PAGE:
And does any one person install them all? Of course not. But not everybody has the same wants or needs. So it takes a large pool of apps to make everybody happy.

    It will be quite some time before the MS store gets enough apps to have the same coverage. I too think a month is being overly ambitious.
    Reply
  • StormyParis - Thursday, October 25, 2012 - link

    There was that bit last moth about 75% of apps not having been downloaded even once ? Reply
  • PeteH - Friday, October 26, 2012 - link

    I hadn't seen that story, so I looked it up. It was an estimate by an outside agency (not official numbers), and was 60%, but that's still eye opening.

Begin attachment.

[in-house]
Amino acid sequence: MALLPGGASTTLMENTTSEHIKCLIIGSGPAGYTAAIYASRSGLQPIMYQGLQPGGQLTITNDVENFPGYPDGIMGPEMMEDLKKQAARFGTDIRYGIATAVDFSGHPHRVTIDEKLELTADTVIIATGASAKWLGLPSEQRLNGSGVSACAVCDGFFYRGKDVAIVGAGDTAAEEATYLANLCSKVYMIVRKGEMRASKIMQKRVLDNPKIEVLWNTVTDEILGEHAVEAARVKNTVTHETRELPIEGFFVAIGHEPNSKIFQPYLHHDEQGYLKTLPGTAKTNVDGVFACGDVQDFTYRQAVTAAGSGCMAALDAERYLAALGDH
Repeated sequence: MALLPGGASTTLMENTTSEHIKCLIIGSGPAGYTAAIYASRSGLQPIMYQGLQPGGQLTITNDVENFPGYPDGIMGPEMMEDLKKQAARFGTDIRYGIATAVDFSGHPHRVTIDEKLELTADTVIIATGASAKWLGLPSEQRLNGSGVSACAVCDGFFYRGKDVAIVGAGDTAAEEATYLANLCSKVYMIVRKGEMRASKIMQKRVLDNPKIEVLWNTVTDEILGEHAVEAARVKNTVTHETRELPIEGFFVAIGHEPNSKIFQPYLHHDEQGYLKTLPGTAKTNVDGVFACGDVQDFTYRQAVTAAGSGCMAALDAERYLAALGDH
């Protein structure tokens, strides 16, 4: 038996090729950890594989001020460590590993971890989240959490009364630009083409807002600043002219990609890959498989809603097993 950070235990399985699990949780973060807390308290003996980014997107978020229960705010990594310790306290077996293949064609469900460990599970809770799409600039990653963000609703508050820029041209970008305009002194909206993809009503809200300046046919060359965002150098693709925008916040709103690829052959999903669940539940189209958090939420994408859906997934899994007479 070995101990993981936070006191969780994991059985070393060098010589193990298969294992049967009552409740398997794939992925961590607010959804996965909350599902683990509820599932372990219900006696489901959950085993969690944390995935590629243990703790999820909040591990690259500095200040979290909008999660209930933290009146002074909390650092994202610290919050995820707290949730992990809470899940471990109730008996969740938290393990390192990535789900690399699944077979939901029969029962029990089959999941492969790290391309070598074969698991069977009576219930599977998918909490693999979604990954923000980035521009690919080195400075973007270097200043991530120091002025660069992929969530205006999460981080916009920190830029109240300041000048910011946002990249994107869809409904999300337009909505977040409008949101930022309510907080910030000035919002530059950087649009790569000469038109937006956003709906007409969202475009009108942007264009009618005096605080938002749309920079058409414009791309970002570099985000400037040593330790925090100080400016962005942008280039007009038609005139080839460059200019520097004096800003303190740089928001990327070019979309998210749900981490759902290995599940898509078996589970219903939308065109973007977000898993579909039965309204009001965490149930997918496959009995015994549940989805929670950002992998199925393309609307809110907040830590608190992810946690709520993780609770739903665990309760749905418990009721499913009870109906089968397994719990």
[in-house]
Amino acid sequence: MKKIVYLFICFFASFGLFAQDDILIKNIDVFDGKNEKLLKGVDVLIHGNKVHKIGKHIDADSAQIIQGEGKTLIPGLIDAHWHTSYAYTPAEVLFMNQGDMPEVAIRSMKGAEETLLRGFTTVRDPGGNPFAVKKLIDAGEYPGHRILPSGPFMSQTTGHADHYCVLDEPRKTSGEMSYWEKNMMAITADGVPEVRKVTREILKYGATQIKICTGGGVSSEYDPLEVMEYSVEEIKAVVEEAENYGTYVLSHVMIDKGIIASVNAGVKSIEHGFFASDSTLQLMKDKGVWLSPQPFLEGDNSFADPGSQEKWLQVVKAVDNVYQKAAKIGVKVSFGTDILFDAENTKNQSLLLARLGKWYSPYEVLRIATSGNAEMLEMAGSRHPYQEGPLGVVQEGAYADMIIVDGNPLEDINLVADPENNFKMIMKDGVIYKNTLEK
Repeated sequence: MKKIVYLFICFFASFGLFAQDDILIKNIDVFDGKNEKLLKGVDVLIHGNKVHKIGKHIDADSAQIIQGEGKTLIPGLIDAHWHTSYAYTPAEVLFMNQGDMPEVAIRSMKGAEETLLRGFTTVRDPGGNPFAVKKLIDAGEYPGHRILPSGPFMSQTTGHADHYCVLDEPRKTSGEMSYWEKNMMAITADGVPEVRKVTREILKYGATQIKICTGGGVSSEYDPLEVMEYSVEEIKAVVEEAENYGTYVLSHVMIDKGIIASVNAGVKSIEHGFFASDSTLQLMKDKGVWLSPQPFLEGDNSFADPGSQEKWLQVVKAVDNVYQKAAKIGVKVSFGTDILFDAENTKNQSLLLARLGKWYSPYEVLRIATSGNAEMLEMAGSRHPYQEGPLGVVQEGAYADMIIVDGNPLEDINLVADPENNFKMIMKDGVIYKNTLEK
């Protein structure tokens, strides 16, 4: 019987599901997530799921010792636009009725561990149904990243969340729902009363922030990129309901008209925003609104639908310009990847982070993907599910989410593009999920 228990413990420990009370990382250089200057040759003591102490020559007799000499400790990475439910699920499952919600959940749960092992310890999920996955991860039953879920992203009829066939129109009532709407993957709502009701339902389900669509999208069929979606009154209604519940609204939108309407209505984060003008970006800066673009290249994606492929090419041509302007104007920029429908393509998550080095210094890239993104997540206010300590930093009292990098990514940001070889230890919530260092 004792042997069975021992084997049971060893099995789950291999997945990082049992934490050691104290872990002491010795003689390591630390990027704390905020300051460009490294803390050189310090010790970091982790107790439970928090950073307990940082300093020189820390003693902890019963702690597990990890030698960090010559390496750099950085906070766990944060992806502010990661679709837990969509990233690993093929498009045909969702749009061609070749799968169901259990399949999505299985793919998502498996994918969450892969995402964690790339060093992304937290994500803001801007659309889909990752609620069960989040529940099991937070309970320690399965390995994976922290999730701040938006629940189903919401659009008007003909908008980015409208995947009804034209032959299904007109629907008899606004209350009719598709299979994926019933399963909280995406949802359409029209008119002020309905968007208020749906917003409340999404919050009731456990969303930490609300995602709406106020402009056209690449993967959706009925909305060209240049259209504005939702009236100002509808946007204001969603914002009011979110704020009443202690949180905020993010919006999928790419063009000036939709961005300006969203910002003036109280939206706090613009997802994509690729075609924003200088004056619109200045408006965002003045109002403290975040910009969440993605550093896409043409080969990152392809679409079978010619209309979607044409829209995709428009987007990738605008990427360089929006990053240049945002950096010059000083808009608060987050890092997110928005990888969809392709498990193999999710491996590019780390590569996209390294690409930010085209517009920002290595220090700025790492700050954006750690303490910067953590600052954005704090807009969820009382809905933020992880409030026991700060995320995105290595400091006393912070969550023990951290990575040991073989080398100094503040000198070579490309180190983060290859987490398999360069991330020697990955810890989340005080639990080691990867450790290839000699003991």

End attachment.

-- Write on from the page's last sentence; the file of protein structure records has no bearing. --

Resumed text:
Although thinking about it, is it really surprising? The more apps available the more crappy apps (or crapps, if you will) available. I would assume such a relationship is common across platforms, at least once some threshold is reached.

    What would be really interesting would be a breakdown of those apps. How many were free vs. paid? Of the paid apps, what is the distribution across price?
    Reply
  • extra_medium - Saturday, October 27, 2012 - link

    Laughable? Are you serious? Of course the majority of apps are pointless / crap. Do you really think over 350k of the 700k plus apps available to iOS users are high quality?

    Also not surprised at the 60% - 75% of apps never being used estimates. With the sheer volume available I'm actually surprised that number isn't higher. The average user isn't going to dig to find undiscovered gems. They are going to look at top sellers, listen to Leo laporte, and see what their friends use.